Timothy Garton Ash is the author of The File, In Europe's Name, and three volumes of "history of the present": The Polish Revolution (winner of the Somerset Maugham Award), The Uses of Adversity (for which he was awarded the Prix Europ?en de l'Essai), and The Magic Lantern, his personal account of the revolutions of 1989, which has now appeared in fifteen languages. A Fellow of Saint Antony's College, Oxford, he lives in Oxford with his wife and two sons.
"[Garton Ash's] own involvement in these events, intellectual and emotional, is of such intensity that he can speak...from the inside as well as from the outside. Yet the sense of historic dimension...is never lost. And the quality of the writing places it clearly in the category of good literature." -- George Kennan
The Magic Lantern is one of those rare books that define a historic moment, written by a brilliant witness who was also a participant in epochal events. Whether covering Poland's first free parliamentary elections -- in which Solidarity found itself in the position of trying to limit the scope of its victory -- or sitting in at the meetings of an unlikely coalition of bohemian intellectuals and Catholic clerics orchestrating the liberation of Czechoslovakia, Garton Ash writes with enormous sympathy and power.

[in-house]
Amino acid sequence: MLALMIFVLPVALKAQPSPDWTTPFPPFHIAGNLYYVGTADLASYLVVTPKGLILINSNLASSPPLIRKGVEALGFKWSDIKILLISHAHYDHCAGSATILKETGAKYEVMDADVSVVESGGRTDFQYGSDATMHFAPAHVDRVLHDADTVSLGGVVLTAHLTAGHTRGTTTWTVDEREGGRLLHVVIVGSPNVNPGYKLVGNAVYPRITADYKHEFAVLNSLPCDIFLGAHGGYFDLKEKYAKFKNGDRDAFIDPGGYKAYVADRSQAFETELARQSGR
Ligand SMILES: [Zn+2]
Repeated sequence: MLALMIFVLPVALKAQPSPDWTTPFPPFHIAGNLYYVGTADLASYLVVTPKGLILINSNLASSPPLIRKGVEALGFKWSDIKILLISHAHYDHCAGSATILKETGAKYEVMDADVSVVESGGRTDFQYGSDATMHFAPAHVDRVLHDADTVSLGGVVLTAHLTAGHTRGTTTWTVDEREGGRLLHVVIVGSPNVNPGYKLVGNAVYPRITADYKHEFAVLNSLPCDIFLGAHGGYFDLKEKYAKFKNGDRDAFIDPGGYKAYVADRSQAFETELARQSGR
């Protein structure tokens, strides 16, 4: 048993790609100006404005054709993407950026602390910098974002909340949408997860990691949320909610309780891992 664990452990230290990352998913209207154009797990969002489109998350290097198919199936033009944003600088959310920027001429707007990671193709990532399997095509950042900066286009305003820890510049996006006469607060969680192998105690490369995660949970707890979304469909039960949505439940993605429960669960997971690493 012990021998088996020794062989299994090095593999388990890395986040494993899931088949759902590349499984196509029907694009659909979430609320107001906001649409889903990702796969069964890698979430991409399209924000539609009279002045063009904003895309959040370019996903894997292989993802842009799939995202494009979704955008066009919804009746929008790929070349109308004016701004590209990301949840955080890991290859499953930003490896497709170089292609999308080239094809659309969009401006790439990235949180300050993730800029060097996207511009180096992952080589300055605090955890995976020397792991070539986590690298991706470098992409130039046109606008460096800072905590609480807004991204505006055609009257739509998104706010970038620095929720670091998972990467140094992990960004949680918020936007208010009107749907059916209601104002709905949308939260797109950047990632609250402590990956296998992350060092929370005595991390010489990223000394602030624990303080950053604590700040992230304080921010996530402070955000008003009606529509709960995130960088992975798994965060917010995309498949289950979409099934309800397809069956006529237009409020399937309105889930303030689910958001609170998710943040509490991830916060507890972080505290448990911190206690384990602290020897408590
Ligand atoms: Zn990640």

In this book -- now with a new Afterword by the author -- Garton Ash creates a stunningly evocative portrait of the revolutions that swept Communism from Eastern Europe in 1989 and whose after-effects will resonate for years to come.
"Along with the historian's long view, Gatton Ash has an eye and an ear for the telling detail." -- Washington Past Book World